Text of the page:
Then homeschooling seemed to be everywhere around me. I have a close friend who homeschools and I poked around her blog. Someone posted a random article that linked to something else, that led me to read about homeschooling. I kept seeing things about homeschooling popping up here and there and it seemed like the idea just wouldn't leave me alone. At the time, I was firmly in the "I think homeschooling is great for other people, but certainly not for me," camp. I didn't think it was bad (although I did have some common misconceptions about the whole "socialization" thing), but I was quite sure I could never manage to do it.

Then it happened. I read another post by Dwija of House Unseen, and it was all about their final decision to homeschool (again, I'd link the post, but I am too lazy to find it right now). What I remember about it is the whole family went around and sort of voted, or chimed in - and they were all in favor. Then I seem to recall her describing a lot of hugging and excitement at the new direction their family was choosing.

And you know what? I was jealous.

I realized I was totally envious of this family that had decided to keep their kids home. Why on earth should I be envious? I had already told myself, and in a round about way told God, that homeschooling was not an option. I mean, it's nice and all, but there's no way. It would be so much work! I have three whole kids! How would I ever figure out what, or how, to teach them? When would I do it? When would I get other things done? How? Why? Wait! Nooooooooooooooo!

Then I got my head out of my, well, you know, and I started thinking straight. I did what I do best, and I researched the heck out of it. I bookmarked. I took notes. I made spreadsheets. I made lists. And a strange thing happened. The more I read, the more I researched, the more I looked - the more excited I got. It was like opening an plain, old, worn looking book; something I was almost too skeptical to give a chance. But as the book opened and the pages turned, I had to blink in surprise because the pages glowed with light. This whole new world was illuminated before me and the more I read, the more I loved what I was learning.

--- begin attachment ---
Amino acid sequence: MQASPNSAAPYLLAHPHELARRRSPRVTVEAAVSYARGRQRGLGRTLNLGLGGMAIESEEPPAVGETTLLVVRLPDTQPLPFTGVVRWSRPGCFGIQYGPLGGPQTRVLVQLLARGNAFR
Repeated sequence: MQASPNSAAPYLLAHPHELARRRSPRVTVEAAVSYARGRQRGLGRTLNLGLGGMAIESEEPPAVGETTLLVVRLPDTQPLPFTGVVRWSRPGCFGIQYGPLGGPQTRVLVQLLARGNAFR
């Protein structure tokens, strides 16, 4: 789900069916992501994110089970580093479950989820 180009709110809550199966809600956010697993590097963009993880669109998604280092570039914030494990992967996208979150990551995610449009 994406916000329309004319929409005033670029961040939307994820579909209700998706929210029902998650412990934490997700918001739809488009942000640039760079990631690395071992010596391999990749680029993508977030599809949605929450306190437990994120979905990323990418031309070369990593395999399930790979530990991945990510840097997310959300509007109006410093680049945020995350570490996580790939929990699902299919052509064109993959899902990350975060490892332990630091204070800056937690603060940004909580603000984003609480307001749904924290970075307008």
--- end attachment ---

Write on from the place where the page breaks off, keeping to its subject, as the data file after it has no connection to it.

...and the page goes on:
I did all this without a word to anyone, and only the tiniest whisper to God. If I said it aloud, I might actually, you know, do it. And that was way too scary. But first grade was rapidly approaching and I knew I had to figure out what I was going to do, and soon. I spent some time making yet another list - this one a simple list of pros and cons. When I finished, my list of pros was pretty long, and my list of cons was pretty short - and many of those had little question marks next to them. I wasn't too sure they would be cons at all.

At this point, I came clean to my husband. He was understandably surprised, but mostly wanted to know my reasoning. I told him all about what I'd learned, what my reasons were, and showed him my list. He was open to the idea, but a little leery of jumping in right away. School was just a couple of weeks away. He was worried I was getting ahead of myself and didn't want to make a big decision too quickly (which is funny, now that I think back on it because he is the spontaneous one and I'm always the one urging caution and taking my time.)

We went on a family vacation and although we certainly didn't spend the entire week mulling over the idea, it did give us some good opportunities for both reflection and conversation. I'd prayed about it intensely since I had broached the idea with my husband and felt more strongly about it with each passing day. Finally, after letting it sit for a couple of days, I told my husband I wanted to homeschool and I wanted to start that year. Like, immediately.